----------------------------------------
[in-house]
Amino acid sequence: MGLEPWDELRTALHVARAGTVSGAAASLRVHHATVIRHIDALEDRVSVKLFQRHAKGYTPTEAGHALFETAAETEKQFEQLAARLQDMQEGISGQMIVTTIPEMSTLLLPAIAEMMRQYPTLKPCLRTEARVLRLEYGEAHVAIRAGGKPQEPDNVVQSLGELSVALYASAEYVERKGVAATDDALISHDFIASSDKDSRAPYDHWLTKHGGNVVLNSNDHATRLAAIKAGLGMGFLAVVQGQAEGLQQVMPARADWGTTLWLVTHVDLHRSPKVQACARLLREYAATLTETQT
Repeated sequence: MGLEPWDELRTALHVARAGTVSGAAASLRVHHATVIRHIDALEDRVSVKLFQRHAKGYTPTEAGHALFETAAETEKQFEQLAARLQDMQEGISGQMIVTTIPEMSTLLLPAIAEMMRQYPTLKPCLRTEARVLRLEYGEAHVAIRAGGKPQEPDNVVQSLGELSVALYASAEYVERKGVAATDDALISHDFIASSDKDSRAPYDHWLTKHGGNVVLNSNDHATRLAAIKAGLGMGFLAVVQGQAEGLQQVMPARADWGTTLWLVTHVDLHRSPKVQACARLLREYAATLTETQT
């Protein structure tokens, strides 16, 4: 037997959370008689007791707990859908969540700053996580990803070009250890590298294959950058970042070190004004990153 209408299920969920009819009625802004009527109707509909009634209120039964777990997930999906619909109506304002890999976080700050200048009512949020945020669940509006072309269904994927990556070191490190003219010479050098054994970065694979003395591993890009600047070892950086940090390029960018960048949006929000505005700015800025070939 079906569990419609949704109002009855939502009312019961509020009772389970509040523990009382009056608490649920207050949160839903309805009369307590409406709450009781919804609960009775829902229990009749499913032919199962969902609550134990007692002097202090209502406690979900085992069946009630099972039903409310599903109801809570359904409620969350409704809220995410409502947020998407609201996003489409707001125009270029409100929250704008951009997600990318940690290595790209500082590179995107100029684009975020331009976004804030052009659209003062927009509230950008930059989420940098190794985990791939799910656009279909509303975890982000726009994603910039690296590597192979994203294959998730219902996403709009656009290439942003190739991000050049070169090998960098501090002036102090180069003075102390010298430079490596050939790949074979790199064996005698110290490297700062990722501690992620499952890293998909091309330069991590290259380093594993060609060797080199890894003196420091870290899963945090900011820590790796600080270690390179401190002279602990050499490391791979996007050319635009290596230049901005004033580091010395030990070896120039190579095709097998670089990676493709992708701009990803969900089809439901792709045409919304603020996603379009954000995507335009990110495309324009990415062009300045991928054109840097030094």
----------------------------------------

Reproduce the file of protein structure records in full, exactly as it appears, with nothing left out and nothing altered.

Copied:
[in-house]
Amino acid sequence: MGLEPWDELRTALHVARAGTVSGAAASLRVHHATVIRHIDALEDRVSVKLFQRHAKGYTPTEAGHALFETAAETEKQFEQLAARLQDMQEGISGQMIVTTIPEMSTLLLPAIAEMMRQYPTLKPCLRTEARVLRLEYGEAHVAIRAGGKPQEPDNVVQSLGELSVALYASAEYVERKGVAATDDALISHDFIASSDKDSRAPYDHWLTKHGGNVVLNSNDHATRLAAIKAGLGMGFLAVVQGQAEGLQQVMPARADWGTTLWLVTHVDLHRSPKVQACARLLREYAATLTETQT
Repeated sequence: MGLEPWDELRTALHVARAGTVSGAAASLRVHHATVIRHIDALEDRVSVKLFQRHAKGYTPTEAGHALFETAAETEKQFEQLAARLQDMQEGISGQMIVTTIPEMSTLLLPAIAEMMRQYPTLKPCLRTEARVLRLEYGEAHVAIRAGGKPQEPDNVVQSLGELSVALYASAEYVERKGVAATDDALISHDFIASSDKDSRAPYDHWLTKHGGNVVLNSNDHATRLAAIKAGLGMGFLAVVQGQAEGLQQVMPARADWGTTLWLVTHVDLHRSPKVQACARLLREYAATLTETQT
């Protein structure tokens, strides 16, 4: 037997959370008689007791707990859908969540700053996580990803070009250890590298294959950058970042070190004004990153 209408299920969920009819009625802004009527109707509909009634209120039964777990997930999906619909109506304002890999976080700050200048009512949020945020669940509006072309269904994927990556070191490190003219010479050098054994970065694979003395591993890009600047070892950086940090390029960018960048949006929000505005700015800025070939 079906569990419609949704109002009855939502009312019961509020009772389970509040523990009382009056608490649920207050949160839903309805009369307590409406709450009781919804609960009775829902229990009749499913032919199962969902609550134990007692002097202090209502406690979900085992069946009630099972039903409310599903109801809570359904409620969350409704809220995410409502947020998407609201996003489409707001125009270029409100929250704008951009997600990318940690290595790209500082590179995107100029684009975020331009976004804030052009659209003062927009509230950008930059989420940098190794985990791939799910656009279909509303975890982000726009994603910039690296590597192979994203294959998730219902996403709009656009290439942003190739991000050049070169090998960098501090002036102090180069003075102390010298430079490596050939790949074979790199064996005698110290490297700062990722501690992620499952890293998909091309330069991590290259380093594993060609060797080199890894003196420091870290899963945090900011820590790796600080270690390179401190002279602990050499490391791979996007050319635009290596230049901005004033580091010395030990070896120039190579095709097998670089990676493709992708701009990803969900089809439901792709045409919304603020996603379009954000995507335009990110495309324009990415062009300045991928054109840097030094």